Some thoughts about what it takes to get started with FPV racing (“Drone Racing”.) Lately, the topic has been coming up in conversations regularly. FPV racing, and free-flying a racing drone is a compelling, fun experience on many levels. The visceral impact is far stronger than flying a regular “aerial robot” type camera drone. The systems are so robust that crashing is not a big deal, so pilots find themselves free to push their skills without worrying about losses.
Besides educating yourself online, come visit a local race. Racers welcome people interested in the field.
This is not a mainstream past time. It takes more than just buying some things and plugging them in. Thus the post is not a simple shopping list. Once the FPV racing topic becomes so commodified that anyone can do it without much thinking, you might find that today’s practitioners will have moved on to gardening or carpentry.
The field is changing quickly, so this post won’t age well. If you come reading this more than a few months after the posting date, then beware and do your own research.
I make specific recommendations for brands here. These are based on my personal opinions. Your mileage may vary.
Where and How to Fly
When learning with a small quad (see below), practice at home in your yard, or even indoors, if the system is small enough. Or find a secluded spot in a park, without dogs and children running for your quad. Always avoid flying over people, traffic, and other people’s back yards. Don’t be “that guy”, doing creepy and reckless things with a drone.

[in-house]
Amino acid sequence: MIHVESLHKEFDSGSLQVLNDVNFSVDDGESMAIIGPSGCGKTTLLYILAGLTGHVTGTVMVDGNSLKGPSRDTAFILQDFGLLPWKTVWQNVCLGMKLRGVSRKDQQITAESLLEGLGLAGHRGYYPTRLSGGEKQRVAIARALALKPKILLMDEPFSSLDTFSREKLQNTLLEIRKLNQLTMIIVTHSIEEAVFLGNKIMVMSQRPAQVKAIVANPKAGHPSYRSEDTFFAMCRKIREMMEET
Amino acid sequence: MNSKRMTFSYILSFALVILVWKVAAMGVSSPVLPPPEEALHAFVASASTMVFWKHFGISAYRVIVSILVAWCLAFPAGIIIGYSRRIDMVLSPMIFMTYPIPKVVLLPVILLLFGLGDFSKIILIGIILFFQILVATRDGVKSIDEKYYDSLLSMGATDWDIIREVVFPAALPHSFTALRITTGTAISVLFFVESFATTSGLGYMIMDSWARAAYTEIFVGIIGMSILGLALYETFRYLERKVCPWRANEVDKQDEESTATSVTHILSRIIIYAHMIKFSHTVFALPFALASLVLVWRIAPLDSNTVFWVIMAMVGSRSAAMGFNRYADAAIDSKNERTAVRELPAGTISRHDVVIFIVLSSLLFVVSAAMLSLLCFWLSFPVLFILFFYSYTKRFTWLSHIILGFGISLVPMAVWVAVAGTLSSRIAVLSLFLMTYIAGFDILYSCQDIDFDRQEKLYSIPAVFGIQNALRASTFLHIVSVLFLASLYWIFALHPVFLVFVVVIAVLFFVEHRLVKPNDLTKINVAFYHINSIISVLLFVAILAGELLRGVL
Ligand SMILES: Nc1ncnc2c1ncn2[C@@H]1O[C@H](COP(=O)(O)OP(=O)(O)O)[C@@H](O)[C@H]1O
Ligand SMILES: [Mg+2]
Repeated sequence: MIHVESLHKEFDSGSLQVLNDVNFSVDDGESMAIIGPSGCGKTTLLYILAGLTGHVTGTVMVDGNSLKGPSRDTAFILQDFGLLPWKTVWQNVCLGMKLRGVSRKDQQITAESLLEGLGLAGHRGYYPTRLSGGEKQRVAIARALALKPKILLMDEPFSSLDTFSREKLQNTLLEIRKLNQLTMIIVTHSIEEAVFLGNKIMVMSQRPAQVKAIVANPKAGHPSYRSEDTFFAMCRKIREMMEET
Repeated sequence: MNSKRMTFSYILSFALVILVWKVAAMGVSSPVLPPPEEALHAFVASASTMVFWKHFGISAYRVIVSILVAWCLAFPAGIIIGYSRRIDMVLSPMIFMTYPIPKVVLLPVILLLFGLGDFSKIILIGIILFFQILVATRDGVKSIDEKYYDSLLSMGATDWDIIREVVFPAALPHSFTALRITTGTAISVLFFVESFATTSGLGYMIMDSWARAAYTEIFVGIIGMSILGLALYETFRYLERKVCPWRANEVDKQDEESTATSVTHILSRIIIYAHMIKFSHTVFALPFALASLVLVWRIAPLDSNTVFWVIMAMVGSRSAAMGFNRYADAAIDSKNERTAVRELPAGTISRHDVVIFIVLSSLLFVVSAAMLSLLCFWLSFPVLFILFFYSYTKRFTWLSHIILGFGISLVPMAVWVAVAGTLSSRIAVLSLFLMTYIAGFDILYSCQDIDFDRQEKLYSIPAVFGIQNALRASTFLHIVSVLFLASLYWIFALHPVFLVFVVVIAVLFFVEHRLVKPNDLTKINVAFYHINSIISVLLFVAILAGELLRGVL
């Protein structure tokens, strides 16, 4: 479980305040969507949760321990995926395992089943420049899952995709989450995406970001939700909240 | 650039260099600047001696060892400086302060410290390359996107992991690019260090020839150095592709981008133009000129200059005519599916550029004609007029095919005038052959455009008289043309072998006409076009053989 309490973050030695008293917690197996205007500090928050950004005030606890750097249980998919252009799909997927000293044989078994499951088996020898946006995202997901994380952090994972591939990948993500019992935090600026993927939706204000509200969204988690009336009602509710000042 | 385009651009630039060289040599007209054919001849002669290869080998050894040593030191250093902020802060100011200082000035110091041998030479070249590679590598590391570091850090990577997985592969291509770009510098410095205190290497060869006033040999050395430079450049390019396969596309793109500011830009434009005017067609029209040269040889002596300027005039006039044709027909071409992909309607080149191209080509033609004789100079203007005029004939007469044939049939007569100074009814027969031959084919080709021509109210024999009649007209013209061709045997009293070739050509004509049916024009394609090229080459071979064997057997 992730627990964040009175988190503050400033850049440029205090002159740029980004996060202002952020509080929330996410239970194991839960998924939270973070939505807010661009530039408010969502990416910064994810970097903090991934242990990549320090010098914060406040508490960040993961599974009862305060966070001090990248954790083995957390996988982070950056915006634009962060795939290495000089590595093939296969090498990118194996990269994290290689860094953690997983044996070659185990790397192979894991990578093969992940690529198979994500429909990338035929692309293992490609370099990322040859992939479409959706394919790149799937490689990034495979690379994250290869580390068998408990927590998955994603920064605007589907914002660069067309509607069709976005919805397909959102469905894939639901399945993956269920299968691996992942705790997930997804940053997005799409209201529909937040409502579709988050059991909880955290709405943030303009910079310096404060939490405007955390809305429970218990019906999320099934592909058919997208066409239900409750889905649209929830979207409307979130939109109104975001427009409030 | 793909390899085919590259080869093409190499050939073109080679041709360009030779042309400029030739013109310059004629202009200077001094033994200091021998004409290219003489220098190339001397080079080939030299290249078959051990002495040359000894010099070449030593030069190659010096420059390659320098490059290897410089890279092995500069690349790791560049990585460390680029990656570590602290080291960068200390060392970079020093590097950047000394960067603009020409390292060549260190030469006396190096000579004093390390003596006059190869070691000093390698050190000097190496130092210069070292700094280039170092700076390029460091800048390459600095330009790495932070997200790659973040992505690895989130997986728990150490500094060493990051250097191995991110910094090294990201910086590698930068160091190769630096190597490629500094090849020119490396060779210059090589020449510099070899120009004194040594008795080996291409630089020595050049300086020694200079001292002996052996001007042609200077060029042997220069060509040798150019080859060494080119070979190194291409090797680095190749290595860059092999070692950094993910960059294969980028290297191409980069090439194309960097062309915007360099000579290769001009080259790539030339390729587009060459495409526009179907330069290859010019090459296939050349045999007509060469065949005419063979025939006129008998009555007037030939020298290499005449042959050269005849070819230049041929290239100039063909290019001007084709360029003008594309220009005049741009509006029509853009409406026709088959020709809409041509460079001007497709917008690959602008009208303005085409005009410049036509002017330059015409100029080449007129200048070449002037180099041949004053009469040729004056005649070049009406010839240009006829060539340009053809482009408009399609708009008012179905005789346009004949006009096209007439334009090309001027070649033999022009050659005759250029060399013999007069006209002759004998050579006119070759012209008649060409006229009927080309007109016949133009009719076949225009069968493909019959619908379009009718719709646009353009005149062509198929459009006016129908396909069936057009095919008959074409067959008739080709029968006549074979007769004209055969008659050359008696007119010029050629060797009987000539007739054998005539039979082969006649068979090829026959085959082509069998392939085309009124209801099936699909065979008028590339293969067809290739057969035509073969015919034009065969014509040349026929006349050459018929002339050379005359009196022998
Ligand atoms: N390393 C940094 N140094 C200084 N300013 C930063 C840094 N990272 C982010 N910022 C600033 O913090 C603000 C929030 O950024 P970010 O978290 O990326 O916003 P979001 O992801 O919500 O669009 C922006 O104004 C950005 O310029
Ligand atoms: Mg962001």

Consider getting an AMA (Academy of Model Aeronautics) membership, which provides liability insurance. Most home owner’s policies specifically exclude flying things from coverage.
Once you fly an actual racing quad, you’ll need some open, empty space, since you’ll be covering a lot of ground fast. Again, consider parks, or open country, and act like a responsible adult. For FPV flying, bring a spotter: someone who stands next to you and provides you with situational awareness while you are wearing FPV goggles.
Actual races are often organized at RC club’s flying fields. Here, AMA membership is mandatory. The MultiGP organization has local chapters all over the place to organize races, under a common rule set and scoring system. There are other organizations too.
Learn With A Small Training Quad
To get started with flying quadcopter in the first place, get a small, cheap one to train with. I usually recommend anything under $250 (copter, transmitter, batteries, charger in the box) from the Horizon Hobby Blade brand. Get a “hobby grade” system (Blade systems are), not a super-cheap toy from Fry’s, so you can get replacement parts. Buy online or locally at a hobby shop. Hobbytown USA is the hobby shop here in Austin, with two locations.
You’ll want to learn line-of-sight flight first, looking at the quad. You can get to FPV (looking through the on-board camera) later. The LOS reflexes learned on a cheap, safe system, flying in your yard or in your living room, will bring safety and peace of mind later.
Some of the little Blade copters come with FPV options. Fun to have, but not necessary to start with. If you get one with an FPV camera, you’ll need to get FPV googles too, which are a separate expense.
Flight Modes and Simulator
The small quads will all have stabilized, “assisted” flight modes, where the quad auto-levels: when you let go of the sticks, the quad goes horizontal and just sits there (or scoots around.) Any quadcopter has those flight modes, and they make keeping the quad in the air relatively easy.
A source of fun in FPV racing comes from the fact that races are flown in “Rate Mode”, where you manually tilt the quad forward, backward, and sideways, and it just goes where you point it, and it does not recover to a level attitude on its own. Tilt forward to gain speed, tilt backward to slow down. Tilt sideways and backwards to turn. Like an airplane. Once learned, this way of flying becomes second nature and brings a level of connection between pilot and machine that can’t be matched by any assisted mode.